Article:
For Immediate Release

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Jennifer K. Falcon, jennifer@ienearth.org, 218-760-9958

Governor Newsom, Oregon Governor Brown, Tribal Leaders and Klamath Dam Owner Announce Agreement to Advance Historic Salmon Restoration Plan

Partners “all in” for dam removal.

WASHINGTON - California Governor Gavin Newsom today joined with Oregon Governor Kate Brown, leaders of the Yurok and Karuk Tribes and Berkshire Hathaway-owned PacifiCorp in announcing an agreement to provide additional resources and support to advance the most ambitious salmon restoration effort in history. The project, when completed, will address declines in fish populations, improve river health and renew Tribal communities and cultures.
 
The Memorandum of Agreement signed by the states of California and Oregon, the Yurok Tribe, the Karuk Tribe, PacifiCorp and the Klamath River Renewal Corporation (KRRC) describes how the parties will implement the amended Klamath Hydroelectric Settlement Agreement (KHSA) as negotiated and signed in 2016. The KHSA sets the terms for the removal of four Klamath River dams.
 
“The Klamath River is a centerpiece of tribal community, culture and sustenance and a national ecological treasure,” Governor Newsom said. “With this agreement, we are closer than ever to restoring access to 400 miles of salmon habitat which will be a boon to the local economy. I am grateful for the partnership between California and Oregon, the Yurok and Karuk Tribes and Berkshire Hathaway that proves when we work together, we can build a better, more inclusive future for all.”
 
With the Memorandum of Agreement, the parties:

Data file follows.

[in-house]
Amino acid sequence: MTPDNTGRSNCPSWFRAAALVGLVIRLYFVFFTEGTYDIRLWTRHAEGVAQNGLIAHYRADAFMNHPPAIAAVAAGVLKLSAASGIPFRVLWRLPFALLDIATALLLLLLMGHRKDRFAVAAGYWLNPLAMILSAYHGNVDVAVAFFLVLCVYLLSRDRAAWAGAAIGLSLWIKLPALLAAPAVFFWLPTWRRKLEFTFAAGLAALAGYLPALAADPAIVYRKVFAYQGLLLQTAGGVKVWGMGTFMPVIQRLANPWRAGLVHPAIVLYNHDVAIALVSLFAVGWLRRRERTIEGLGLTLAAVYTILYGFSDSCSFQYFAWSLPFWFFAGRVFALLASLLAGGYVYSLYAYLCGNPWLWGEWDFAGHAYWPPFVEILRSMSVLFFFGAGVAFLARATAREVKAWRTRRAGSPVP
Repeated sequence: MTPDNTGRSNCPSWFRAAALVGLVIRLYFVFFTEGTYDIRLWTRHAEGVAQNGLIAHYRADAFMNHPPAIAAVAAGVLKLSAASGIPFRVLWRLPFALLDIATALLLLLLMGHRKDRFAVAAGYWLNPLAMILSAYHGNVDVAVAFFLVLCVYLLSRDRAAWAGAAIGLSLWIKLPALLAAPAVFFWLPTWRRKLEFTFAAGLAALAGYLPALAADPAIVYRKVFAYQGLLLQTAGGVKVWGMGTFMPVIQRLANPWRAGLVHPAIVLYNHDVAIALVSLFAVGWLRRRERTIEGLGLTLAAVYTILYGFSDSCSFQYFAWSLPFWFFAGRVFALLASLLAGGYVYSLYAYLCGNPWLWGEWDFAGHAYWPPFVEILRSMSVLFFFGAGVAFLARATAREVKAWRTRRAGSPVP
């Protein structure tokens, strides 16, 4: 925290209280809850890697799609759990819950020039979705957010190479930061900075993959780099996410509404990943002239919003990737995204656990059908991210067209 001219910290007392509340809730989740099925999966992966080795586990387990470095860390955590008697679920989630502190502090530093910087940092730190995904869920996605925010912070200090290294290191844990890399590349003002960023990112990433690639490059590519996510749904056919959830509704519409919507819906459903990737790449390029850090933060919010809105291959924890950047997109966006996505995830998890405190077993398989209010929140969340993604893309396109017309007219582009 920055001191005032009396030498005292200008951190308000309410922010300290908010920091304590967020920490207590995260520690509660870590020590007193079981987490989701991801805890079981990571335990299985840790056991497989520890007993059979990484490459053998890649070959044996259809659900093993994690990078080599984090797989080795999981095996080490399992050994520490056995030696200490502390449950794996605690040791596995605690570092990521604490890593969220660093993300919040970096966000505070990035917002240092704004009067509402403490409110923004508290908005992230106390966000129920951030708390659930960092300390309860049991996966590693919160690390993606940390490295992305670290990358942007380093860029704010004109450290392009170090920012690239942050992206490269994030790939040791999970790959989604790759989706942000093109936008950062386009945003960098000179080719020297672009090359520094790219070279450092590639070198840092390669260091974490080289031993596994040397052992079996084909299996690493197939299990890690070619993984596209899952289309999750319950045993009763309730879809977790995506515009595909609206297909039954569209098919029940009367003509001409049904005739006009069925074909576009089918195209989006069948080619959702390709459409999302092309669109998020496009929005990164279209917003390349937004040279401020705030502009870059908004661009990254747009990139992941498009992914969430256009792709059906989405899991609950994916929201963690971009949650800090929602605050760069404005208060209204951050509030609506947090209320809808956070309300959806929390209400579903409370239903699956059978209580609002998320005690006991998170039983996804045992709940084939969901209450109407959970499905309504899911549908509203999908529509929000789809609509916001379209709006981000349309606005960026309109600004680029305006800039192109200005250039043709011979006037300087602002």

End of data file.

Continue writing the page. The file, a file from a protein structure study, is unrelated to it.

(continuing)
• Jointly ask the Federal Energy Regulatory Commission (FERC) to remove PacifiCorp from the license for the project and add California, Oregon and KRRC as co-licensees for carrying out dam removal. Adding the states as co-licensees provides assurances that the project will have sufficient financial backing while honoring settlement terms that stipulate PacifiCorp would not be a co-licensee for removal.
  • Demonstrate their firm commitment to dam removal.
  • Agree to nearly double available contingency funds held by KRRC and contractors and, in the unlikely event that additional funds are needed beyond that, Oregon, California and PacifiCorp will share the costs equally to address FERC’s requirement to ensure full funding for the project.
  • Confirm that the KRRC will remain the dam removal entity for the project.
  • Plan to navigate the final regulatory approvals necessary to allow the project to begin in 2022 with dam removal in 2023. Site remediation and restoration will continue beyond 2023.
  • Retain the liability protections for PacifiCorp’s customers established in the KHSA.

 Taken together, these provisions are intended to resolve FERC’s concerns raised in a July 2020 order and ensure a successful dam removal project.
 
“This is an incredibly important step forward on the path towards restorative justice for the people of the Klamath Basin, and towards restoring health to the river as well as everyone and everything that depends on it,” Oregon Governor Kate Brown said. “From time immemorial, the stewardship of the indigenous peoples of the Klamath basin have nurtured the lands, waters, fish and wildlife of this region. In Oregon, the Klamath tribes remember a time when their livelihoods were supported by clean, healthy, and vibrant waters. It is that vision, that promise, that we are working towards restoring for the generations to come.”